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From:
"Hal Hart (Hal Hart)" <[log in to unmask]>
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Date:
Fri, 16 May 1997 11:59:19 -0700
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  PANEL PROPOSAL:  "SEPRs  --  Better for Ada Than the Mandate??"


        PANEL MODERATOR:  Hal Hart (TRW; Past Chair of SIGAda)
        PANELISTS:
                Maretta Holden  (Boeing; NRC Ada Study Committee member)
                Others TBD (hh will recruit &/or PC give me recommendations)


PANEL OVERVIEW: The 1996 "Ada and Beyond: Software Policies for the
DoD" study by the National Research Council (NRC) recommended the
implementation of a new major DoD-enforced milestone called the
"Software Engineering Plan Review" (SEPG) for all system acquisitions
and establishment of a SEPR Boards to conduct these reviews in
complete and consistent manners.  An SEPR will simultaneously review
several inter-related software lifecycle and cost decisions that have
a greater overall influence on software capability than does choice of
a particular programming language alone.  Factors to be considered
include system/software architecture, design methods, reuse (including
legacy code impacts), development process, development environment,
programming language, etc.  The SEPR process is intended to help
Government program managers (and possibly contractors) achieve a
best-practices level of decision making for the software engineering
associated with major systems, as well as to assure consideration of
organizational and lifecycle factors.  The NRC committee noted that
analogous holistic software engineering decision processes, sometimes
called "architecture reviews" but encompassing wider scope than that
name literally says, are already standard practice in several
commercial organizations recognized as best-practice leaders.

Although DoD policy makers rejected a separate NRC recommendation that
Ada be retained as a requirement for DoD warfighting systems, the SEPR
recommendation has not only been embraced but has become the single
highlighted point made in new DoD policy being implemented in 1997.
In initiating this policy to totally drop DoD's Ada requirement,
Assistant Secretary of Defense Emmett Paige, Jr., has continually
voiced his intent that the DoD is not giving up on Ada, and his beliefs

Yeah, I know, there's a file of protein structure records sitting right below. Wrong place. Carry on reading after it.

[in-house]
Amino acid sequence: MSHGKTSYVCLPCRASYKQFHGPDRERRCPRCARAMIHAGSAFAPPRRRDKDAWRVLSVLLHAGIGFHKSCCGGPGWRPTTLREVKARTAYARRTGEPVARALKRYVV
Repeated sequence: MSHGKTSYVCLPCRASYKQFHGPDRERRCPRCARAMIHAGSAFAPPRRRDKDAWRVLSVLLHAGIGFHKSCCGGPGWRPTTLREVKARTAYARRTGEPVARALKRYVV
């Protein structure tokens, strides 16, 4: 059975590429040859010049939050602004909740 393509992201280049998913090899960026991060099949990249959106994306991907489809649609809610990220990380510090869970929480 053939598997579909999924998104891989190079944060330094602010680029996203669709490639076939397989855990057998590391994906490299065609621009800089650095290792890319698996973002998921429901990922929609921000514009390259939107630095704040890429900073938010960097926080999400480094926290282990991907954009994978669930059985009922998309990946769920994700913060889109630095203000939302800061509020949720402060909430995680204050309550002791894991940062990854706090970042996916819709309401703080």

that the new policy will help Ada and that correctly done SEPRs will
come to decisions to use Ada more than its "share" of the time.

The objectives of this panel are to:
 (1) present some glimpses and assessments of SEPR-like processes from a couple
     organizations that have already instituted architecture reviews or
     other similar multi-factor software engineering decision processes;
 (2) gather and present evidence reflecting on Ada's prospects of
     thriving in an SEPR-based acquisition climate;
 (3) debate the proposition that SEPRs will eventually be better for
     Ada's fate than the previous policy.


PANELISTS:  generically, a mix will be sought including at least
the following perspectives, presuming that some panelists can
represent more than one of these perspectives:
  o NRC Ada study committee (Maretta Holden has committed to be on the
    panel);
  o representative(s) from organizations with a history of SEPR-like
    activities (whether or not Ada has actually been a serious candidate
    on the table);
  o a Gov't spokesman who can give an update on SEPR implementation;
  o a proponent of the position that dropping the Ada requirement is
    not in the DoD's and Ada's best interests, considering both Gov't
    contracted and commercial software activities;
  o a proponent of the position that the new policy is in the DoD's
    and Ada's best interests, considering both Gov't contracted and
    commercial software activities, and that SEPRs are part of the reason
    for this optimistic viewpoint.


- - - - - - -

PS:  Those on cc of this message are encouraged to submit to me names
of candidate panelists fitting any of the above quals  --  particularly
I am seeking industry contacts for "Archtecture Review Boards" or other
SEPR-like activities in those companies that have a history of doing
them.  Better yet, companies that also choose to use Ada (at least
sometimes.  :-)

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